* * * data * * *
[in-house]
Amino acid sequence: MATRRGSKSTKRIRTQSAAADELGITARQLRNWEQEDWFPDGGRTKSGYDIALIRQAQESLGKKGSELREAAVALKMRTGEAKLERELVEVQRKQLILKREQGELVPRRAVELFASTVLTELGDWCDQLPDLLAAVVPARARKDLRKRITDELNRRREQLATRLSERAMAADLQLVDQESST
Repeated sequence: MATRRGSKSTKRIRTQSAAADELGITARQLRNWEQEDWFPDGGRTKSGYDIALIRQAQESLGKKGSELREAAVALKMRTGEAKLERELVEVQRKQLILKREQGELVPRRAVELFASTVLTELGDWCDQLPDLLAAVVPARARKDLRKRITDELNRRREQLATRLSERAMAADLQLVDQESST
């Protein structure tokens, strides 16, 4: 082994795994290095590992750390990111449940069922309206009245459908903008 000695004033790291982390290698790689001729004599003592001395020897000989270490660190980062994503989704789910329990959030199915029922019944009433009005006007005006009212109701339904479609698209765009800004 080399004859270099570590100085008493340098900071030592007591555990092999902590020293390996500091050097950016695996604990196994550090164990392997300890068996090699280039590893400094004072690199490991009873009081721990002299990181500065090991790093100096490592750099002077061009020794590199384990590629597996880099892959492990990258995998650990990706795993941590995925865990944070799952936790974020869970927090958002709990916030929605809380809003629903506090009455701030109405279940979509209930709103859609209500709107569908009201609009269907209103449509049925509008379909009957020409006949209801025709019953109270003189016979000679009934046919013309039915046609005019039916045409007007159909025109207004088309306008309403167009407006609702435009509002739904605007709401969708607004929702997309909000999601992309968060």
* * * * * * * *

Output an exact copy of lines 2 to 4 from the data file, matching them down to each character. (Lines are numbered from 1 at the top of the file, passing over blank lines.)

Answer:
Amino acid sequence: MATRRGSKSTKRIRTQSAAADELGITARQLRNWEQEDWFPDGGRTKSGYDIALIRQAQESLGKKGSELREAAVALKMRTGEAKLERELVEVQRKQLILKREQGELVPRRAVELFASTVLTELGDWCDQLPDLLAAVVPARARKDLRKRITDELNRRREQLATRLSERAMAADLQLVDQESST
Repeated sequence: MATRRGSKSTKRIRTQSAAADELGITARQLRNWEQEDWFPDGGRTKSGYDIALIRQAQESLGKKGSELREAAVALKMRTGEAKLERELVEVQRKQLILKREQGELVPRRAVELFASTVLTELGDWCDQLPDLLAAVVPARARKDLRKRITDELNRRREQLATRLSERAMAADLQLVDQESST
């Protein structure tokens, strides 16, 4: 082994795994290095590992750390990111449940069922309206009245459908903008 000695004033790291982390290698790689001729004599003592001395020897000989270490660190980062994503989704789910329990959030199915029922019944009433009005006007005006009212109701339904479609698209765009800004 080399004859270099570590100085008493340098900071030592007591555990092999902590020293390996500091050097950016695996604990196994550090164990392997300890068996090699280039590893400094004072690199490991009873009081721990002299990181500065090991790093100096490592750099002077061009020794590199384990590629597996880099892959492990990258995998650990990706795993941590995925865990944070799952936790974020869970927090958002709990916030929605809380809003629903506090009455701030109405279940979509209930709103859609209500709107569908009201609009269907209103449509049925509008379909009957020409006949209801025709019953109270003189016979000679009934046919013309039915046609005019039916045409007007159909025109207004088309306008309403167009407006609702435009509002739904605007709401969708607004929702997309909000999601992309968060």